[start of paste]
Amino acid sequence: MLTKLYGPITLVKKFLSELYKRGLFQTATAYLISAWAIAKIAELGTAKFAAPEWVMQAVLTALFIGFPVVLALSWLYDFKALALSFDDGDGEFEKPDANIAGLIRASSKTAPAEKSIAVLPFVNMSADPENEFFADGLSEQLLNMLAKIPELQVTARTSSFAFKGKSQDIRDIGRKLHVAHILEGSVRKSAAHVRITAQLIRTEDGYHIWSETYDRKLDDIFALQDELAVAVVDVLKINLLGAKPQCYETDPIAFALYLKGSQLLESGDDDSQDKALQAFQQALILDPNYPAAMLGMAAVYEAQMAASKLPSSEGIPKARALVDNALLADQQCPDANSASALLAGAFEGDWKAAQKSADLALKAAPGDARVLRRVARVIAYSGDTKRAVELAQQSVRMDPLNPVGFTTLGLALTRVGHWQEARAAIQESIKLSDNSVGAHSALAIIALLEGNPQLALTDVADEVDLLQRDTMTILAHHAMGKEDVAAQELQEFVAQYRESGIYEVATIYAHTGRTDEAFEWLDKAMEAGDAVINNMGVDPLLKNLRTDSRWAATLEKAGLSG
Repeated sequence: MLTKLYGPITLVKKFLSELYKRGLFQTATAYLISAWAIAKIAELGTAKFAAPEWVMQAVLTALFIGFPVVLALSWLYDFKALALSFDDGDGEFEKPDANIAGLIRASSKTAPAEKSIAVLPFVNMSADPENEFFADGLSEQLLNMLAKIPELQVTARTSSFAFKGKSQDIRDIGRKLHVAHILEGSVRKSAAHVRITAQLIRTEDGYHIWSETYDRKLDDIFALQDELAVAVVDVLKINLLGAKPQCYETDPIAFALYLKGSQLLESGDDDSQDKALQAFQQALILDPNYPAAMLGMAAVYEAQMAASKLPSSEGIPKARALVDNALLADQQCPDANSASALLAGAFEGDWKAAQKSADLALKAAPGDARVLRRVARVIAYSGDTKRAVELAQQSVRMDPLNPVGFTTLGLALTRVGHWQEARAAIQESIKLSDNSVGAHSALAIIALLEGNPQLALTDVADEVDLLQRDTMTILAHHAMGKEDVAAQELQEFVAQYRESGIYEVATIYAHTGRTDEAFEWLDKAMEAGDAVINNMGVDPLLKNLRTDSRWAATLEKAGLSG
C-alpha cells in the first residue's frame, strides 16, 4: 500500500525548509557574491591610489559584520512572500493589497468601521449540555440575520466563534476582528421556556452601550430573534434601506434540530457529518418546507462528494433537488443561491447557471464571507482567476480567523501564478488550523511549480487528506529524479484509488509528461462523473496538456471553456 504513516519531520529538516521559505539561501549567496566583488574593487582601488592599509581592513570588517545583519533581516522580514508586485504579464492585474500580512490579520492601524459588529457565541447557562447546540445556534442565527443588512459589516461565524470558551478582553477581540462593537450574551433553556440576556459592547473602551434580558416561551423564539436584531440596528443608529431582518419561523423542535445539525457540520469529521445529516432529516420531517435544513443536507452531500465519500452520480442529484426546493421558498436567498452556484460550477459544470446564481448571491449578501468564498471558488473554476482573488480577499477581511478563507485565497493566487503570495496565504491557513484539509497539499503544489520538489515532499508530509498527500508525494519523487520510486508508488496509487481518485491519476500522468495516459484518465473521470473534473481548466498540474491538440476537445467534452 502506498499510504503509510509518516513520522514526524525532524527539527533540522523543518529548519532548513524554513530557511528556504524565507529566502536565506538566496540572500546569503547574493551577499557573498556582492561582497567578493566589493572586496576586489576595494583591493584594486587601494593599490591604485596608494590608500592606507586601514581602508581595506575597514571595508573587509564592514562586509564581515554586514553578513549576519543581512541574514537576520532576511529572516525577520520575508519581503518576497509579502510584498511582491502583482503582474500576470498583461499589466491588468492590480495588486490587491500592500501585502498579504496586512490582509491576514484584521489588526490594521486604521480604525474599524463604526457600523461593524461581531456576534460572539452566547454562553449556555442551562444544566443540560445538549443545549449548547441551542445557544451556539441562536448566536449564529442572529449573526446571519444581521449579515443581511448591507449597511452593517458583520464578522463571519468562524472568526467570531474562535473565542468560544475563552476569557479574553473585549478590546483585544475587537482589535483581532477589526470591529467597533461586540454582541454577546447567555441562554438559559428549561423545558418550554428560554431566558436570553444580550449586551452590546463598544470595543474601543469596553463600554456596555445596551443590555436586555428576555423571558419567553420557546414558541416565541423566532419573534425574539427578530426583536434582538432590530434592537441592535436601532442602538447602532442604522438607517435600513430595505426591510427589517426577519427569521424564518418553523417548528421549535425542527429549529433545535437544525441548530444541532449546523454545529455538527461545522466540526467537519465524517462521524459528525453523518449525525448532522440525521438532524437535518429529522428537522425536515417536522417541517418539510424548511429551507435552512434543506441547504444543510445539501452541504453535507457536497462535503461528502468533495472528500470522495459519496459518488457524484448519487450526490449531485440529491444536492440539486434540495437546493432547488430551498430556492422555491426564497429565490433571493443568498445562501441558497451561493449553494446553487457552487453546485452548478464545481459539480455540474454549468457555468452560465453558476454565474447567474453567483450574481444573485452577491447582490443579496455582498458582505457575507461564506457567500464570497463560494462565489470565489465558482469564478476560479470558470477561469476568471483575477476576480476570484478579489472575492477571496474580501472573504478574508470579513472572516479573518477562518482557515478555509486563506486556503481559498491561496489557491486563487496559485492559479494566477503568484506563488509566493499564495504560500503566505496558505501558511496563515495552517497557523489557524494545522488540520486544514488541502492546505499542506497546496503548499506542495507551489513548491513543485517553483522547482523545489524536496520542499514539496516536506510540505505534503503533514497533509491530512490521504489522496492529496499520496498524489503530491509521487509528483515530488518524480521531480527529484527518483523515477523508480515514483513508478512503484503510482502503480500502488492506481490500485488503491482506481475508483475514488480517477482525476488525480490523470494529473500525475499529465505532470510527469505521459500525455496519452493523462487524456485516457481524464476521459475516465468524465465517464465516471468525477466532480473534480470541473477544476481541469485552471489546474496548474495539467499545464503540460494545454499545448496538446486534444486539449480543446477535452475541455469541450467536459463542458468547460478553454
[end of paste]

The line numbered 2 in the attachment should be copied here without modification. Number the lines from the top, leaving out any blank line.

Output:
Repeated sequence: MLTKLYGPITLVKKFLSELYKRGLFQTATAYLISAWAIAKIAELGTAKFAAPEWVMQAVLTALFIGFPVVLALSWLYDFKALALSFDDGDGEFEKPDANIAGLIRASSKTAPAEKSIAVLPFVNMSADPENEFFADGLSEQLLNMLAKIPELQVTARTSSFAFKGKSQDIRDIGRKLHVAHILEGSVRKSAAHVRITAQLIRTEDGYHIWSETYDRKLDDIFALQDELAVAVVDVLKINLLGAKPQCYETDPIAFALYLKGSQLLESGDDDSQDKALQAFQQALILDPNYPAAMLGMAAVYEAQMAASKLPSSEGIPKARALVDNALLADQQCPDANSASALLAGAFEGDWKAAQKSADLALKAAPGDARVLRRVARVIAYSGDTKRAVELAQQSVRMDPLNPVGFTTLGLALTRVGHWQEARAAIQESIKLSDNSVGAHSALAIIALLEGNPQLALTDVADEVDLLQRDTMTILAHHAMGKEDVAAQELQEFVAQYRESGIYEVATIYAHTGRTDEAFEWLDKAMEAGDAVINNMGVDPLLKNLRTDSRWAATLEKAGLSG